Cadet Command has partially addressed each of these issues with the creation of Cadet Initial Entry Training, a shortened version of the Cadet Leadership Course focused on cadets in one of their first two summers in college. It is supposed to introduce them to some basic Army warrior tasks, such as rifle marksmanship and first aid, as well as build confidence through team-building activities like the Leader Reaction Course or the high ropes course. The Initial Entry Training cadets are even supervised by upperclass cadets who have either just completed or are about to enter the Cadet Leadership Course, giving them leadership opportunities with greater longevity and ownership. Initial Entry Training, however, is incomplete in its ability to standardize instruction across Cadet Command as it is not long enough, nor is the program of instruction robust enough to fully show all cadets who attend the training what is “in the box.”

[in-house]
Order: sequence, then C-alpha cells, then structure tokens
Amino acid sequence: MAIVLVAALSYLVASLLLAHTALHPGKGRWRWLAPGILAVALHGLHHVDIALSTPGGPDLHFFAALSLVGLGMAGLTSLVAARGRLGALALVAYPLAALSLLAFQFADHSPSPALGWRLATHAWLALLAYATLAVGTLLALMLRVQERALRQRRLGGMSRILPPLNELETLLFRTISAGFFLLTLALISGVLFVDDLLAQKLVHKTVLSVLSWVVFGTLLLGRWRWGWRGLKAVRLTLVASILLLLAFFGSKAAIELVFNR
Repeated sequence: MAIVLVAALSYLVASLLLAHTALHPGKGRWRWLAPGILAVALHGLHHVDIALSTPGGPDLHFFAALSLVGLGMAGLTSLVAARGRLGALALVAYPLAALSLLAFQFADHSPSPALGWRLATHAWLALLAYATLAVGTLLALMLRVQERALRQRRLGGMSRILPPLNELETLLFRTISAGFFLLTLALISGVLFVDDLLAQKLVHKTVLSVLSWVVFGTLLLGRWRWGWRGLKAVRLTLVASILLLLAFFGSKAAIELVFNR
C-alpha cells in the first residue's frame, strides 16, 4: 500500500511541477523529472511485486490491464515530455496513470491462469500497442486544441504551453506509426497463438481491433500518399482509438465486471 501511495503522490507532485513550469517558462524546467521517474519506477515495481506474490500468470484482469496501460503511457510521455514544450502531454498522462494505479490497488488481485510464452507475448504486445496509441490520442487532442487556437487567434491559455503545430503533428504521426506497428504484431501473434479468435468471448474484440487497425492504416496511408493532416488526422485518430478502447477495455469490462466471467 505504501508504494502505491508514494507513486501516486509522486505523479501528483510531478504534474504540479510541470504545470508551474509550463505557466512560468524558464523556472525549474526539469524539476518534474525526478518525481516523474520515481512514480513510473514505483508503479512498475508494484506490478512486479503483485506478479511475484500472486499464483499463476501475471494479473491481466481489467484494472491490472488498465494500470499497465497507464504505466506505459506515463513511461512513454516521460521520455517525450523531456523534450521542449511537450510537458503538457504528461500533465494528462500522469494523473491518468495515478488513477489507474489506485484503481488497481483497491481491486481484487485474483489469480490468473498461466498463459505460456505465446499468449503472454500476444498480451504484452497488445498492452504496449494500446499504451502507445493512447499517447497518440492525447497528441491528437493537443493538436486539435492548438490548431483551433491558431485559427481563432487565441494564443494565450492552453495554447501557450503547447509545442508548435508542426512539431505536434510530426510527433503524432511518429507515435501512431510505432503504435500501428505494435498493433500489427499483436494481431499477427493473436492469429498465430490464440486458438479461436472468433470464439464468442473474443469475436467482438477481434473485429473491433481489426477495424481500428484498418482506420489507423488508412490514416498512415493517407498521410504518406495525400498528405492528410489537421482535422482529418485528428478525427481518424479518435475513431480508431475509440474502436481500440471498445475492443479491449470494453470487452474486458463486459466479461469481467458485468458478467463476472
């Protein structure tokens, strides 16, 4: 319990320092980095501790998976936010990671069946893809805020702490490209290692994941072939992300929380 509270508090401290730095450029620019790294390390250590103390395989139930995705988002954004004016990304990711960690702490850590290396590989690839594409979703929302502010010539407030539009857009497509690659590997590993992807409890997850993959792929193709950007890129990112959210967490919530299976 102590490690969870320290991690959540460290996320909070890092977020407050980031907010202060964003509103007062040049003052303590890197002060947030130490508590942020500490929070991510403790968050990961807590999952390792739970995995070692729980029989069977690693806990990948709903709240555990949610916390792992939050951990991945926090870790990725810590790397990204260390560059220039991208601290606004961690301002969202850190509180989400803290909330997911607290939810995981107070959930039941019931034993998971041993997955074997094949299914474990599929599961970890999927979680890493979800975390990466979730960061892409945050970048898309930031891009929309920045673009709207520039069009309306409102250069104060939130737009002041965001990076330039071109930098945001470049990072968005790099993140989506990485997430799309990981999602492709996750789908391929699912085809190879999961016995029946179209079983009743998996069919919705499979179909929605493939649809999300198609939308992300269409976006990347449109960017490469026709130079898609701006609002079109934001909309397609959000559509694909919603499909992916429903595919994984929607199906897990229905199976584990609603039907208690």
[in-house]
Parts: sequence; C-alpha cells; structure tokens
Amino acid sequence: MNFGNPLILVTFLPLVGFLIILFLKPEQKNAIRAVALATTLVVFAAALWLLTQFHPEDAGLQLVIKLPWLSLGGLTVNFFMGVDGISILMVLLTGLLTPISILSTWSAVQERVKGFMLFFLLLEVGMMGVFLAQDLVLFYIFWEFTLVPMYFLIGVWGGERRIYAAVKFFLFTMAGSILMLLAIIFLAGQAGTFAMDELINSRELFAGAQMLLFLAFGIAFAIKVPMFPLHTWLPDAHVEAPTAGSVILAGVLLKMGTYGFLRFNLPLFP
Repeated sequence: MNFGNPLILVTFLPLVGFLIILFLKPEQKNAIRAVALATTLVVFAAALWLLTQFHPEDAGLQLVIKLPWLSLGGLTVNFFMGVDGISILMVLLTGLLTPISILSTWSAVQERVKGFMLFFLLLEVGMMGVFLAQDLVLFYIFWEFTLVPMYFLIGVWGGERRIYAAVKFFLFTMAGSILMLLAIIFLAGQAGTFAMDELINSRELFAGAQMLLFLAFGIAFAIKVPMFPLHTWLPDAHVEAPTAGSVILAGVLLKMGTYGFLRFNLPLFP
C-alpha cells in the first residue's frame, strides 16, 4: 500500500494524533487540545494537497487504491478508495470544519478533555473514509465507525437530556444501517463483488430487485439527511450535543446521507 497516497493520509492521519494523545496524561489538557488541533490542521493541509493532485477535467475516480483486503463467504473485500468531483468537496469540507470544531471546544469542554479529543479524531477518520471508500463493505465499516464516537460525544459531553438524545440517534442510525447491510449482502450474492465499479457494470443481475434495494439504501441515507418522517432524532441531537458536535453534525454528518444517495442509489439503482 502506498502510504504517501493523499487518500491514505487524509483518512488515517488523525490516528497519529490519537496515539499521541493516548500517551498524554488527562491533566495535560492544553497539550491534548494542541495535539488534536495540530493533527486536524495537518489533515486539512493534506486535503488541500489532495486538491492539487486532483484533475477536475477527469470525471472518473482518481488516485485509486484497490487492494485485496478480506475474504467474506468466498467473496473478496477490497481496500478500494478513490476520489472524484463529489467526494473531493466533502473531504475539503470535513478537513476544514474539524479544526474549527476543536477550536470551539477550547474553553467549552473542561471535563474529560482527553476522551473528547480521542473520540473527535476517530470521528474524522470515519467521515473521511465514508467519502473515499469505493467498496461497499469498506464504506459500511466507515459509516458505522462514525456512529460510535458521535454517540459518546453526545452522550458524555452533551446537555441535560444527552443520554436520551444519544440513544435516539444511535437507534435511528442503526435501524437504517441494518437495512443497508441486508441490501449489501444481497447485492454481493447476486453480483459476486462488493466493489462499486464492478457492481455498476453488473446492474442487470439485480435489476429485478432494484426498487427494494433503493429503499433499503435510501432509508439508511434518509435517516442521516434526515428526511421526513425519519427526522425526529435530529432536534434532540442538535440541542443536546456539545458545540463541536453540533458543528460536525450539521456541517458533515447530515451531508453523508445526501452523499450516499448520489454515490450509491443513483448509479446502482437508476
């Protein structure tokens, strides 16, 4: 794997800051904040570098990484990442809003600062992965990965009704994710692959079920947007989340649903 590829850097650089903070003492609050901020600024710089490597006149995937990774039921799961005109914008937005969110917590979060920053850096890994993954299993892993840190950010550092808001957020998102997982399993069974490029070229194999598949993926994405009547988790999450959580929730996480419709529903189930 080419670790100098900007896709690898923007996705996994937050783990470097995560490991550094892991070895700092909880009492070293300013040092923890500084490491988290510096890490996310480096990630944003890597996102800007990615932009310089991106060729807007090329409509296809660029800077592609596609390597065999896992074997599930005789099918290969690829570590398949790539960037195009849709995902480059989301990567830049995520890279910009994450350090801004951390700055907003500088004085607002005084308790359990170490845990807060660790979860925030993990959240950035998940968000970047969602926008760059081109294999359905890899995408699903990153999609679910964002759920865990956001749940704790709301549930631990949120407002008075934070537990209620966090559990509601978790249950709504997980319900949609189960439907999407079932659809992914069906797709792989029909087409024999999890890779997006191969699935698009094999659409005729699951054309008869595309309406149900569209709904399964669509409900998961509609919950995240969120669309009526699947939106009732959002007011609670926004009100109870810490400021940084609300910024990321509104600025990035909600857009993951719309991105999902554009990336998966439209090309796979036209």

An elegant solution without, admittedly, much fiscal consideration, but worthy of debate, would include basic training for every cadet between their freshman and sophomore year unless they are prior service. This would advance the mandatory contracting date for all non-prior service cadets by about 15 months, but would likely lead to more committed cadets. Concessions could be made to allow cadets to opt out of their contracts at any time up to the start of their junior years, much like the service academies already do, with no or reduced penalties. The desired outcome of basic training would be to provide the baseline foundation of discipline and competence, standardizing each to a reasonable level across the host schools and enabling follow-on summer training to spend more time developing deep thinking, rather than basic thinking.